What compression do you use?

The following is an evaluation of various compression utilities that I tested when reviewing the various options for MySQL backup strategies. The overall winner in performance was pigz, a parallel implementation of gzip. If you use gzip today as most organizations do, this one change will improve your backup compression times.

Details of the test:

  • The database is 5.4GB of data
  • mysqldump produces a backup file of 2.9GB
  • The server is an AWS t1.xlarge with a dedicated EBS volume for backups

The following testing was performed to compare the time and % compression savings of various available open source products. This was not an exhaustive test with multiple iterations and different types of data files.

Compression
Utility
Compression Time
(sec)
Decompression Time
(sec)
New Size
(% Saving)
lzo (-3) 21 34 1.5GB (48%)
pigz (-1) 43 33 995MB (64%)
pigz (-3) 56 34 967MB (67%)
gzip (-1) 81 43 995MB (64%)
fastlz 92 128 1.3GB (55%)
pigz [-6] 105 25 902MB (69%)
gzip (-3) 106 43 967MB (67%)
compress 145 36 1.1GB (62%)
pigz (-9) 202 23 893MB (70%)
gzip [-6] 232 78 902MB (69%)
zip 234 50 902MB (69%)
gzip (-9) 405 43 893MB (70%)
bzip2 540 175 757MB (74%)
rzip 11 minutes 360 756MB (74%)
lzo (-9) 20 minutes 82 1.2GB (58%)
7z 33 minutes 122 669MB (77%)
lzip 47 minutes 132 669MB (77%)
lzma 58 minutes 180 639MB (78%)
xz 59 minutes 160 643MB (78%)

Observations

  • The percentage savings and compression time of results will vary depending on the type of data that is stored in the MySQL database.
  • The pigz compression utility was the surprising winner in best compression time producing at least a size of gzip. This was a full 50% faster than gzip.
  • For this compression tests, only one large file was used. Some utilities work much better with many smaller files.

Find our more information of these tests and the results in Effective MySQL: Backup and Recovery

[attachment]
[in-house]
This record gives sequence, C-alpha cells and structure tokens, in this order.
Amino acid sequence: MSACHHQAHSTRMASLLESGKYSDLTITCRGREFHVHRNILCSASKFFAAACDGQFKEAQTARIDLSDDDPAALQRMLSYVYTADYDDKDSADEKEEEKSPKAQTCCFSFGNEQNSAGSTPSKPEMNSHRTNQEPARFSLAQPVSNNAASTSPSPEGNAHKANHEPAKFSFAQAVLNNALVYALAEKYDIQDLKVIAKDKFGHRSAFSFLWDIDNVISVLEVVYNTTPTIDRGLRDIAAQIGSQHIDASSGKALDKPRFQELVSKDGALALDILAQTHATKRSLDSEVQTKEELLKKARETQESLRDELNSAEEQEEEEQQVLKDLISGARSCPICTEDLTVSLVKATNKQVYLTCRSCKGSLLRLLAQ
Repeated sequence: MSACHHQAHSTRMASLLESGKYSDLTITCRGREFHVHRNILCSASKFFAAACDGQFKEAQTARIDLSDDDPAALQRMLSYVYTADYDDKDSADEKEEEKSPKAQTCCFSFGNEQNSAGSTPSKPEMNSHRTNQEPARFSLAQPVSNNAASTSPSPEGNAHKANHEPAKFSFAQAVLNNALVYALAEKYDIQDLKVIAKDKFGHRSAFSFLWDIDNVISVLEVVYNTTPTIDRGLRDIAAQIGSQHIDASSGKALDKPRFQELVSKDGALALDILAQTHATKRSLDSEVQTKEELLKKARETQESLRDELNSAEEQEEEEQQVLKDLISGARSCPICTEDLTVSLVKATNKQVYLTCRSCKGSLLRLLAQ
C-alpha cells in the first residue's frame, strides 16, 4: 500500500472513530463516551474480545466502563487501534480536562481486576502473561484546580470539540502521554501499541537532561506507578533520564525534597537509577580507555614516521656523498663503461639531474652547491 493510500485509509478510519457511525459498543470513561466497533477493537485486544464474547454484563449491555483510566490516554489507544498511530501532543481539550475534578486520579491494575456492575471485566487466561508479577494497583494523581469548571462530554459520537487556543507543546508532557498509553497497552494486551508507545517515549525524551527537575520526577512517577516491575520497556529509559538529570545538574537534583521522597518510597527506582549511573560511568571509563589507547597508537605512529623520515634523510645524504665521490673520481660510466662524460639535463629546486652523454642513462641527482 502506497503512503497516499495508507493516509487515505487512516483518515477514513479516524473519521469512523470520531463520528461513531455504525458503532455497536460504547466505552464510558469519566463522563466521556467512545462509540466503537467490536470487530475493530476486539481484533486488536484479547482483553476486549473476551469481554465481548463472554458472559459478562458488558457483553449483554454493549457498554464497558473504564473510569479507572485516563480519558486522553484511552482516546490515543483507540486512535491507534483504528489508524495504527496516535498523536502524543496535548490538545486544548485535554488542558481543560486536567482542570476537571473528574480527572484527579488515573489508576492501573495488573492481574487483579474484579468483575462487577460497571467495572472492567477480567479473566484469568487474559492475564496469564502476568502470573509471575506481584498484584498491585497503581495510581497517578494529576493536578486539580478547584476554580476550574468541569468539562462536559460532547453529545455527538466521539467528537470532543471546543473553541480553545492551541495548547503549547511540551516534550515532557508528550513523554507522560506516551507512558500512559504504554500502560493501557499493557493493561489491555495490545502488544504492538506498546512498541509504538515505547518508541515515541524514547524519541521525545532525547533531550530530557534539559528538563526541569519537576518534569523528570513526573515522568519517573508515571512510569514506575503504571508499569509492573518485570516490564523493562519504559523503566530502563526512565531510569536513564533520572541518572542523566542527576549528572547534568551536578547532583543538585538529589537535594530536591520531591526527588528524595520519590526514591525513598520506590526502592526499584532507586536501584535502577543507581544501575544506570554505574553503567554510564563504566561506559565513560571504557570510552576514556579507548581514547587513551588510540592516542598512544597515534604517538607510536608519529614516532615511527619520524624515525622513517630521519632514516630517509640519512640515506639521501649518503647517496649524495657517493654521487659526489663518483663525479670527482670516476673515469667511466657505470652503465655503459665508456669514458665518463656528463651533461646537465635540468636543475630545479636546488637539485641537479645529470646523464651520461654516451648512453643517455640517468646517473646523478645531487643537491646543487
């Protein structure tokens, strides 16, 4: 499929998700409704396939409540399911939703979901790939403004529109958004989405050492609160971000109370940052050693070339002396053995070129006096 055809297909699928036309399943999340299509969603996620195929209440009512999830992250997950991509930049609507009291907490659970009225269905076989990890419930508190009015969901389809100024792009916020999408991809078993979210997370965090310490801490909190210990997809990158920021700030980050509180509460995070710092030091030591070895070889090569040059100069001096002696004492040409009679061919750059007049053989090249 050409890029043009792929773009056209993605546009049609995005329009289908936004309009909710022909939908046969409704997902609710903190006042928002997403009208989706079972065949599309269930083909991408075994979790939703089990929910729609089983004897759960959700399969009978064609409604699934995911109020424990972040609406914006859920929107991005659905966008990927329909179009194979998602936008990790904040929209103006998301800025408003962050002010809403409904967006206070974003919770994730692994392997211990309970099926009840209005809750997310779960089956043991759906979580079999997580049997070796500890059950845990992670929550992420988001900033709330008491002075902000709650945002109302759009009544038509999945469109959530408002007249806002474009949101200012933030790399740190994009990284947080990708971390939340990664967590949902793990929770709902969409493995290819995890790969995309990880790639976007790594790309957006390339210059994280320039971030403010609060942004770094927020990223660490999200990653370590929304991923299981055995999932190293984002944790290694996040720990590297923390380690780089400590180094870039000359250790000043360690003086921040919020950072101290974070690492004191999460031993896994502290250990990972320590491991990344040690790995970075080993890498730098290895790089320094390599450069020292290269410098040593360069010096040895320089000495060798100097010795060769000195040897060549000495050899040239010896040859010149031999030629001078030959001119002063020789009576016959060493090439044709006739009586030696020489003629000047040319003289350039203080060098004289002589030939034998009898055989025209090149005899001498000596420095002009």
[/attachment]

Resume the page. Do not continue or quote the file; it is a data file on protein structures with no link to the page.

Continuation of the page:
Tags: , , , , ,

8 Responses to “What compression do you use?”

  1. Jon V says:

    Nice writeup, I never bothered to test the majority of these. If you add to the list, I’d like to suggest giving pbzip2 a try (similiar to pigz, it’s a parallel implementation of bzip2). http://compression.ca/pbzip2/

  2. Rob Smith says:

    I also came to the same conclusion.

    My results are available at: http://www.kormoc.com/stuff/Compression%20Speeds.pdf

    The machine is a 24 core Xeon(R) CPU X5650, 24 disk raid 1+0 on a 3ware 9650. We ended up using pigz -1 as the time increase over -1 was offset by the faster network transfer so the end time to remote target was lower but if we were on a 100 mbit network, pbzip2 -9 was the better choice.

  3. LZMA1 is good but mostly LZMA2, used by xz, beats it. This time LZMA1 won.

  4. [...] Ronald Bradford is presenting an evaluation of various compression utilities that he tested when reviewing the various options for MySQL backup strategies. [...]

  5. James Day says:

    For 7z were you using the PPMd compression method? See http://www.dotnetperls.com/ppmd if you’re not familiar with it.

    Views are my own. for an official Oracle view, consult a PR person.

    James Day, MYSQL Senior Principal Support Engineer, Oracle

  6. ben says:

    xz -1 is much fast than default bzip2, about 90% times than default gzip, with almost same compress radio.

  7. Cédric says:

    Thx for this test.
    What about qpress ? (qpress is used in the latest XtraBackup release)

  8. [...] What compression do you use? [...]